War? Soaring energy and food prices? Covid surging in China and people taking to the streets in protest? Worries about a prolonged recession here in the UK?
In November, there was plenty for world stock markets to worry about – but, as we will see below, the markets largely shrugged aside the concerns, with some making significant gains.
The problems that we have written about for virtually all of this year didn’t go away – but they didn’t get any worse either – and world stock markets seemed to breathe a collective sigh of relief.
The month started with the G20 leaders meeting in Bali. Joe Biden and Xi Jinping had a long meeting, with the leaders of the world’s two biggest economies committing – at least for now – to ‘no new cold war.’
The big story of the month did come from China – but it had nothing to do with tensions with the USA. As we have written previously, Xi Jinping has now been confirmed as ruler of China for a third, five year term and remains committed to his ‘zero Covid’ policy. But the country has poor rates of vaccination – especially among the elderly – and it was inevitable that Covid would spike in China at some point.
This happened in November, and was met with another wave of lockdowns. This time, though, the lockdowns sparked protests in major cities across the country, with protesters holding up blank sheets of A4 to signify their dissatisfaction (and forcing one major paper manufacturer to deny that it had removed all A4 from sale).
As we will see in the Far East section, the lockdowns coincided with disappointing economic data from China. There are several worrying trends in international trade – October was the quietest month since 2009 for the port of Los Angeles: international shipping rates are falling sharply – but, as above, the stock markets on which we report in the Bulletin largely ignored them in November.
November also brought us the Autumn Statement from Jeremy Hunt, the UK’s fourth Chancellor of the year. Whatever 2023 brings, it surely cannot be another year with four different Chancellors of the Exchequer.
As always, let’s look at all the details and the accompanying figures.
Jeremy Hunt was appointed as Chancellor on October 14th. Almost his first act as Chancellor was to publicly humiliate his then-boss Liz Truss as he fed her ‘plan for growth’ into the parliamentary shredder. When Truss was forced to resign later in the month Rishi Sunak became the UK’s third PM of the year and confirmed Hunt as Chancellor. You suspect that is where the changes will end: the Conservative Party seems to have lost its taste for rebellion.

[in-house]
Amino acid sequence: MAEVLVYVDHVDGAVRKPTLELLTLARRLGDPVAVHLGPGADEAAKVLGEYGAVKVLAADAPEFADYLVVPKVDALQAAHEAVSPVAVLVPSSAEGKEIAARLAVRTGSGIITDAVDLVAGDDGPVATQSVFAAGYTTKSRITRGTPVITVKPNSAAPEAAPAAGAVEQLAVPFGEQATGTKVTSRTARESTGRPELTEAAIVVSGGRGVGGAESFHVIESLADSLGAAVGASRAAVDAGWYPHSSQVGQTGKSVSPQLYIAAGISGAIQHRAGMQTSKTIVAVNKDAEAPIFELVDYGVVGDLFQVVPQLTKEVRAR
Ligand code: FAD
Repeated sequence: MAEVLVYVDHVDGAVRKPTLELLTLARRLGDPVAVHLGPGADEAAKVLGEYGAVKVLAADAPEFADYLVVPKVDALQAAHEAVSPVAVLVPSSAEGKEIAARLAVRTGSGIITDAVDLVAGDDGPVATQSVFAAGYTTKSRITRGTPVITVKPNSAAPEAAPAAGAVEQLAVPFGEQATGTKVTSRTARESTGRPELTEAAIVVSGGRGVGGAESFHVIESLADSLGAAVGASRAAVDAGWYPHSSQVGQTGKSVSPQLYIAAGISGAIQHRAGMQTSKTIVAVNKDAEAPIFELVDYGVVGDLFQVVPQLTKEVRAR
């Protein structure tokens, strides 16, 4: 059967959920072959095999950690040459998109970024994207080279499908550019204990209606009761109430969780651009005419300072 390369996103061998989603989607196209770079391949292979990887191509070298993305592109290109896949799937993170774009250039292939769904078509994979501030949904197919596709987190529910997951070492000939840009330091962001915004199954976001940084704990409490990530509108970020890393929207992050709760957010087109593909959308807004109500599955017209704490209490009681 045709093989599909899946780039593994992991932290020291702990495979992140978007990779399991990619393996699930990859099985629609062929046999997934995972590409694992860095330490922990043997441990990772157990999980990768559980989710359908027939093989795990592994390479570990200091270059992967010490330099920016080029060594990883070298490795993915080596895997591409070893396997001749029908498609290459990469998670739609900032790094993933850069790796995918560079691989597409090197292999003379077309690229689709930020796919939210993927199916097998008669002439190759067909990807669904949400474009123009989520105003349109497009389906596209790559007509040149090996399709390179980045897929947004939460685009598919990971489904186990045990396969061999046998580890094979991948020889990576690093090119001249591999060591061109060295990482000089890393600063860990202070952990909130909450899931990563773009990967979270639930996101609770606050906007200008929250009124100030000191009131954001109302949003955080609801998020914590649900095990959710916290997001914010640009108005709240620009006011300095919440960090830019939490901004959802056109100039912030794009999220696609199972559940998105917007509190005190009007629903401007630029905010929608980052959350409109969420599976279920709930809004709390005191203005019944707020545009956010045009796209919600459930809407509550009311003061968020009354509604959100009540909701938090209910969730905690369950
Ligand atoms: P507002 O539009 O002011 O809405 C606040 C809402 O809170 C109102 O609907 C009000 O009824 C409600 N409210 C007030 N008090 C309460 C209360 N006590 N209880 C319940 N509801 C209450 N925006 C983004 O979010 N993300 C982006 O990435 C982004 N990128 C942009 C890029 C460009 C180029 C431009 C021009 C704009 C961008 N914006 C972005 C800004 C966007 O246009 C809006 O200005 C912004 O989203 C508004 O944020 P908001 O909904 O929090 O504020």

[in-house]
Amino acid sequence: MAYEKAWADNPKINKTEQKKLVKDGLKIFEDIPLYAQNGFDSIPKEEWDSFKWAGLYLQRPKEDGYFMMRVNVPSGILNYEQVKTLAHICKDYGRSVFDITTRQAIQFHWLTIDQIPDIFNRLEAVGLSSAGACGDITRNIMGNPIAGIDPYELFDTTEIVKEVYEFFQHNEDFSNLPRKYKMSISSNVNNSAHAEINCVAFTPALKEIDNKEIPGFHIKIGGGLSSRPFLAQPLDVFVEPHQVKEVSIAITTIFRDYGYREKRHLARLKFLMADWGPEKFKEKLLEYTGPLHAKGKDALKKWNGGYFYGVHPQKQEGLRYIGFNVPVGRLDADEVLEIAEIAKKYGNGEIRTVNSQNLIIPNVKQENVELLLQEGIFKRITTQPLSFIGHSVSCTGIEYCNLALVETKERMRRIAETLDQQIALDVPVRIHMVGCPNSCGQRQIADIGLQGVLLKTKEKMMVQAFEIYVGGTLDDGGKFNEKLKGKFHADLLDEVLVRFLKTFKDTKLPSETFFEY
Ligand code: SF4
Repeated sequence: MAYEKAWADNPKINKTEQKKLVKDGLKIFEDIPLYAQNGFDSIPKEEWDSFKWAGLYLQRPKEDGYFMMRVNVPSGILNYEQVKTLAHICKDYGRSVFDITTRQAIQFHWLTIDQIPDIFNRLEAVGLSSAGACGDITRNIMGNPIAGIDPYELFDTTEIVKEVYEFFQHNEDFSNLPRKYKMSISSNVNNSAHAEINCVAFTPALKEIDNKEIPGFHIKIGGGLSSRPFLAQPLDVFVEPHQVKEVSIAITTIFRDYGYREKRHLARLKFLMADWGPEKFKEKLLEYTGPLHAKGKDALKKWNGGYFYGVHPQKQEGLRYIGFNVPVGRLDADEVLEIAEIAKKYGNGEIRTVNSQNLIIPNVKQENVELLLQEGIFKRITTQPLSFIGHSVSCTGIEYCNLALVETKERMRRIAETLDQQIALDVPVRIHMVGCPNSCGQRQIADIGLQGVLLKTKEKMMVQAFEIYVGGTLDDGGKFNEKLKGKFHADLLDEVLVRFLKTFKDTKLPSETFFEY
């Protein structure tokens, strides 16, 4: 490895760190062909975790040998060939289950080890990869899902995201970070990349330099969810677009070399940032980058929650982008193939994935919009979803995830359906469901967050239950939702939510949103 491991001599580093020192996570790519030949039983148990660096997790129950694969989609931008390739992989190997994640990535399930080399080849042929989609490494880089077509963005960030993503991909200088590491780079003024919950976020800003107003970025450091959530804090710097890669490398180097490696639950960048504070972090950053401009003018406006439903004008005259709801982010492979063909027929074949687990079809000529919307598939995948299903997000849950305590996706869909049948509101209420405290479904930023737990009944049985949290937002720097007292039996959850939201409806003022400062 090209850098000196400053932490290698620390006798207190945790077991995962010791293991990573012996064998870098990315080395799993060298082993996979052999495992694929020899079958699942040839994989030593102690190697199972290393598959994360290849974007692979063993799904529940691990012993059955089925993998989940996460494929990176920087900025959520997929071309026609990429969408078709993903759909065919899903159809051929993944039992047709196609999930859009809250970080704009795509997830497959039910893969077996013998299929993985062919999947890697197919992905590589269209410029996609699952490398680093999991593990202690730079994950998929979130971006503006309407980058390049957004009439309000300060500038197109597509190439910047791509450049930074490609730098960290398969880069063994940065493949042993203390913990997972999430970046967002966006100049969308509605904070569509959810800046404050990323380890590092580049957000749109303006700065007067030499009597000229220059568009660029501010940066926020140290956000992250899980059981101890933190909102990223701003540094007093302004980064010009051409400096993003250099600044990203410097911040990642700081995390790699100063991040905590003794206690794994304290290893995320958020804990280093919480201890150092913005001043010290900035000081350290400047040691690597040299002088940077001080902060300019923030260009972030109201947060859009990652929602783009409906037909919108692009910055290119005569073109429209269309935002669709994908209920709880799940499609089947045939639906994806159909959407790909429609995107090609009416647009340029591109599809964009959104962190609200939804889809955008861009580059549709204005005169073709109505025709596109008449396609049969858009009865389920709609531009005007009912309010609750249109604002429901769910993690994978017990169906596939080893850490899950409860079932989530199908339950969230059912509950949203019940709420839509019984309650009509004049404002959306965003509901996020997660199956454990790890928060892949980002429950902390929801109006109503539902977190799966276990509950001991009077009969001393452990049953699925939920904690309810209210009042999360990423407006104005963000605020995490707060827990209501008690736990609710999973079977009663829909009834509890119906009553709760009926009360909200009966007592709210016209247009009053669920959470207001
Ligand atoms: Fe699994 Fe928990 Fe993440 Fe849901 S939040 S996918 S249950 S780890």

Hunt duly rose to present his Autumn Statement – a Budget in all but name – on 17th November, stating that his priorities were “stability, growth and the public services” and making a commitment to “rebuild our economy.”
Much has been written about the Statement, but clearly it marked a complete reversal of Kwasi Kwarteng’s ‘fiscal event’ in the space of just eight weeks. Whatever your views on the speech, one thing is crystal clear: we will all be paying more tax. If Truss and Kwarteng had abolished a tax, it seemed that Hunt brought it back – and increased it.
Whether the Budget will be a success remains to be seen. If the only yardstick is the strength of the pound then – as we will see below – he has already succeeded. If the yardstick is winning the next General Election, then the ever-growing list of Tory MPs who are standing down tells a less rosy picture…
Away from Westminster, the words ‘inflation’ and ‘recession’ continued to be at the forefront of the economic news.
The month started with the news that thanks to rises in basic commodities like tea bags, milk and sugar, food inflation had ‘soared’ to a record 11.6% in October. ‘Hold my beer,’ said November. By the end of the month increases in meat, eggs and coffee had pushed the figure to 12.4%.
In the middle of the month, the Office for National Statistics reported that overall inflation had reached a 41-year high of 11.1%. The good news was that analysts believe it may have peaked at that level. The bad? City AM revealed that people in the UK are paying ‘the highest electricity bills in the world.’